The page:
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Pugh v. Locke Case - Research Paper Example

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Pugh v. Locke case Name: Institution: Pugh v. Locke case The Pugh v. Locke case was a delicate case that focused on findings based on the Alabama board of corrections (Gerald, 1978). The complaint in Pugh v. Locke was filed by one of the inmates of G. K. Fountain Correctional Center on February 26, 1974 (Robbins & Michael, 1977)…
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Pugh v. Locke Case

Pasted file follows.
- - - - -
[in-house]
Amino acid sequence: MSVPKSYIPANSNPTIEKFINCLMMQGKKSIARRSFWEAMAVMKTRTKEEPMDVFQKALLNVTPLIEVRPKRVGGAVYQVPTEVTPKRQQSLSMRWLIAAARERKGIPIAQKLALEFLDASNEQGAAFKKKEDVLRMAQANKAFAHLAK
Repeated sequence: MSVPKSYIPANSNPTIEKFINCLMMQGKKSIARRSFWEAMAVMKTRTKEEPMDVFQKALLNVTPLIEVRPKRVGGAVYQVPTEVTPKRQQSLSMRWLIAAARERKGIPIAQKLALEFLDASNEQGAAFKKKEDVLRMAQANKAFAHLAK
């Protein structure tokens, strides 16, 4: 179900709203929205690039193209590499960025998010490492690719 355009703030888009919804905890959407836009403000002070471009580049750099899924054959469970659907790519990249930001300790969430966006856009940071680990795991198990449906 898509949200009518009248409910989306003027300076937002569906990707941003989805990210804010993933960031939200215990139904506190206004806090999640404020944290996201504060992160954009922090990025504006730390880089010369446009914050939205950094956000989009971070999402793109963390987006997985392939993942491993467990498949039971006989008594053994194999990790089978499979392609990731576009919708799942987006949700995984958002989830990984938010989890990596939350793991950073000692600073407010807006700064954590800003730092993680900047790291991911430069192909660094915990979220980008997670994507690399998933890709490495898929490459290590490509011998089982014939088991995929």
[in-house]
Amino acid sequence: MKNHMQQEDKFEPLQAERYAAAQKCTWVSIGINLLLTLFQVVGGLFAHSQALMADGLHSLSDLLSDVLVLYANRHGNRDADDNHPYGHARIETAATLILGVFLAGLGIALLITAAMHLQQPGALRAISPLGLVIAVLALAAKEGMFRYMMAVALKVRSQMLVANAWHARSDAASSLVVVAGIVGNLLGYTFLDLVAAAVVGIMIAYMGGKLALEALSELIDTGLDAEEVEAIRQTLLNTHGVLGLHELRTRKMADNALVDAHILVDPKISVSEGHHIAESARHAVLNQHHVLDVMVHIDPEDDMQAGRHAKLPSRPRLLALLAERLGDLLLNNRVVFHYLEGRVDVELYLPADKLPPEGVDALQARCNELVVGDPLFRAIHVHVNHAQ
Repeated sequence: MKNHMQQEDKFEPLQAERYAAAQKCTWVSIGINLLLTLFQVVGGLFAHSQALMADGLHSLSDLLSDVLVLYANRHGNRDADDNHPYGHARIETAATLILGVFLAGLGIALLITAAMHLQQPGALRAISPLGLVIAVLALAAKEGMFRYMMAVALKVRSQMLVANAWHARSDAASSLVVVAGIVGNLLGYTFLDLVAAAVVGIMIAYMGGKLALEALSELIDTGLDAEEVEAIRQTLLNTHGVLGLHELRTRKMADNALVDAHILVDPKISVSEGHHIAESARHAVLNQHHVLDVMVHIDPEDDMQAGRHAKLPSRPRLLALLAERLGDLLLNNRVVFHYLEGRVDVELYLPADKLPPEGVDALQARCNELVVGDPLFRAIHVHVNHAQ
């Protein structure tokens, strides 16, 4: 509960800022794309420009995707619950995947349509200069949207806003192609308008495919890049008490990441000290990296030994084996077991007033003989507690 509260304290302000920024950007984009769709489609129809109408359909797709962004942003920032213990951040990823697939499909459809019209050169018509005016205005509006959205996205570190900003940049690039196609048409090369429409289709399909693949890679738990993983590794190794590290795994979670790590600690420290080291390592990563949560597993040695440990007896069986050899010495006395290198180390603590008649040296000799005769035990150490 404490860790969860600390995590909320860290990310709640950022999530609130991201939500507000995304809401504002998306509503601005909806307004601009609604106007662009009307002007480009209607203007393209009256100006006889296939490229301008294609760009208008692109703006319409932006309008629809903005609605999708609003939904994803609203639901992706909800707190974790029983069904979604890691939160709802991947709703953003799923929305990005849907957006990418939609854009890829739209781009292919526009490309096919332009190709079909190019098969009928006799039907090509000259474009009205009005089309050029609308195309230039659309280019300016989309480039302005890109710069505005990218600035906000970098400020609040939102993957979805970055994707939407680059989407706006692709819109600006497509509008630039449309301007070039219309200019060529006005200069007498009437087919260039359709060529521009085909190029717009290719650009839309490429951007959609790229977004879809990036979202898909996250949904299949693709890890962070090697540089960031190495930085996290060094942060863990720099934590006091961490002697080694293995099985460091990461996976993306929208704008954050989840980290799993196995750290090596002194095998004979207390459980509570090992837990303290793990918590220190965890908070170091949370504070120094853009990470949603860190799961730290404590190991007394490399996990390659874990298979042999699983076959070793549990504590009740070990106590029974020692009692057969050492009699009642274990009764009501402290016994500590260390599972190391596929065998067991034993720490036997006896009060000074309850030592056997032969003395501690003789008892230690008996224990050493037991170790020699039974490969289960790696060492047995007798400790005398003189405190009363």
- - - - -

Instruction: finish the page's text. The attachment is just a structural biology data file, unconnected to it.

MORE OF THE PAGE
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Download file to see previous pages On February 26, 1974, an inmate of G. K. Fountain Correctional Center filed a complaint concerning the state of inmates confined by the Alabama board of corrections or those who may be confined later (Robbins & Michael, 1977). The court found that those actions were maintained as class actions under Federal Rule 23(a) and (b) (2) (Gerald, 1978). Notably, the court investigated and found out that the defendants in both cases acted and refused to act on the ground set for the class. The defendants were sued in their official and individual capacities including the Governor of Alabama, the Commissioner of Alabama Board of Corrections, Deputy Commissioner of the Alabama Board of Corrections, the board members, the Warden of G. K. Fountain Correctional Center and the Warden of Kilby Corrections Facility. These people were retained as individual defendants (Robbins & Michael, 1977). On April 16, 1974, the court-appointed counsel filed the amendment to the case. This complaint was filed on behalf of all inmates of the state penal system confined to, G. K. Fountain Correctional Center and those who underwent such violence (Gerald, 1978). The Alabama Board of Corrections was charged with the responsibility for managing these state penal institutions. The board operated four large institutions for male inmates, which were, G. K. Fountain Correctional Center, Holman Unit Prison, Kilby Corrections Facility and Draper Correctional Center (Robbins & Michael, 1977). They also managed Julia Tutwiler Prison for women and the Frank Lee Youth Center for young men. The inmate populations of these institutions were in excess by 5000. The overcrowding of these institutions heightened, and inmates were crowded so much that they had to sleep on mattresses on hallways and even near urinals (Robbins & Michael, 1977). These made sanitation and security impossible to maintain. Alabama’s penal institutions were filthy. In a research carried out by a public health officer, he found roaches, flies, mosquitoes and other vermin in all stages of development. The sanitary rooms were terrible and constituted to poor drainage systems. Strange odors emanated from these facilities due to the gross under maintenance of hygiene. Moreover, personal hygiene was not observed in these facilities. The parties predetermined that the state only provided for razor blades and soap to the inmates (Gerald, 1978). Items such as shampoo, toothbrushes, toothpaste, shaving cream and combs were unavailable to the inmates since the state did not provide. However, inmates who could afford the products were required buy them. On the other hand, catering services were of poor quality in these facilities. Food was stored in unsanitary conditions. The storage units were dirty and infested with insects. The food service personnel who mostly comprised of inmates were unskilled on how to handle and prepare food. In addition, the inmates were not supplied with eating utensils. This forced them to use, old, dirty, tin cans. The food was unappetizing and unwholesome while at the same time dangerous for human consumption. An expert witness once toured the facilities. Shockingly enough, he concluded that the conditions in the facilities were unfit for human habitation in every criterion (Robbins & Michael, 1977). The prison officials did not dispute evidence that most inmates are in a terrifyingly poor condition. Consequently, a ...Download file to see next pagesRead More
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